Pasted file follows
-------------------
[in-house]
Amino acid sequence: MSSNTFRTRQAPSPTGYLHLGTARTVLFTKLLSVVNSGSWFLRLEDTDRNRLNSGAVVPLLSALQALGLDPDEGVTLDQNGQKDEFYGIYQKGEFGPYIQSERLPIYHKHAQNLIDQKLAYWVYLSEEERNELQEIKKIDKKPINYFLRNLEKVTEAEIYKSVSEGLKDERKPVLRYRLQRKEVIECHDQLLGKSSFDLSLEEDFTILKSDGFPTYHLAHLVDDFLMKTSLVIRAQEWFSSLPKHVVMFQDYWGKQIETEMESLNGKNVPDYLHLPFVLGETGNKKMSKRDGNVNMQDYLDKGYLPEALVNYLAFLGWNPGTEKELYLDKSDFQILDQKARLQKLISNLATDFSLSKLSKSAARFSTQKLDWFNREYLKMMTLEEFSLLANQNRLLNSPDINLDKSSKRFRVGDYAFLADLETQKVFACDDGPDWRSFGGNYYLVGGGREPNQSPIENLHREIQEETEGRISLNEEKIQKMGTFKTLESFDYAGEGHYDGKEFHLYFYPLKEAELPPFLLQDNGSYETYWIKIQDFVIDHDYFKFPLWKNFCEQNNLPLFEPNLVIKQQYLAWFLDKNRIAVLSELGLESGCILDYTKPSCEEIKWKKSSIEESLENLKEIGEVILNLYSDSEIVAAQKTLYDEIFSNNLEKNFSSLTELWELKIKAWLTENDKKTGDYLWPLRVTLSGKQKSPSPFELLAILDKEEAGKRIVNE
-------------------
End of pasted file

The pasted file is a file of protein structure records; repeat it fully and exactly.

[in-house]
Amino acid sequence: MSSNTFRTRQAPSPTGYLHLGTARTVLFTKLLSVVNSGSWFLRLEDTDRNRLNSGAVVPLLSALQALGLDPDEGVTLDQNGQKDEFYGIYQKGEFGPYIQSERLPIYHKHAQNLIDQKLAYWVYLSEEERNELQEIKKIDKKPINYFLRNLEKVTEAEIYKSVSEGLKDERKPVLRYRLQRKEVIECHDQLLGKSSFDLSLEEDFTILKSDGFPTYHLAHLVDDFLMKTSLVIRAQEWFSSLPKHVVMFQDYWGKQIETEMESLNGKNVPDYLHLPFVLGETGNKKMSKRDGNVNMQDYLDKGYLPEALVNYLAFLGWNPGTEKELYLDKSDFQILDQKARLQKLISNLATDFSLSKLSKSAARFSTQKLDWFNREYLKMMTLEEFSLLANQNRLLNSPDINLDKSSKRFRVGDYAFLADLETQKVFACDDGPDWRSFGGNYYLVGGGREPNQSPIENLHREIQEETEGRISLNEEKIQKMGTFKTLESFDYAGEGHYDGKEFHLYFYPLKEAELPPFLLQDNGSYETYWIKIQDFVIDHDYFKFPLWKNFCEQNNLPLFEPNLVIKQQYLAWFLDKNRIAVLSELGLESGCILDYTKPSCEEIKWKKSSIEESLENLKEIGEVILNLYSDSEIVAAQKTLYDEIFSNNLEKNFSSLTELWELKIKAWLTENDKKTGDYLWPLRVTLSGKQKSPSPFELLAILDKEEAGKRIVNE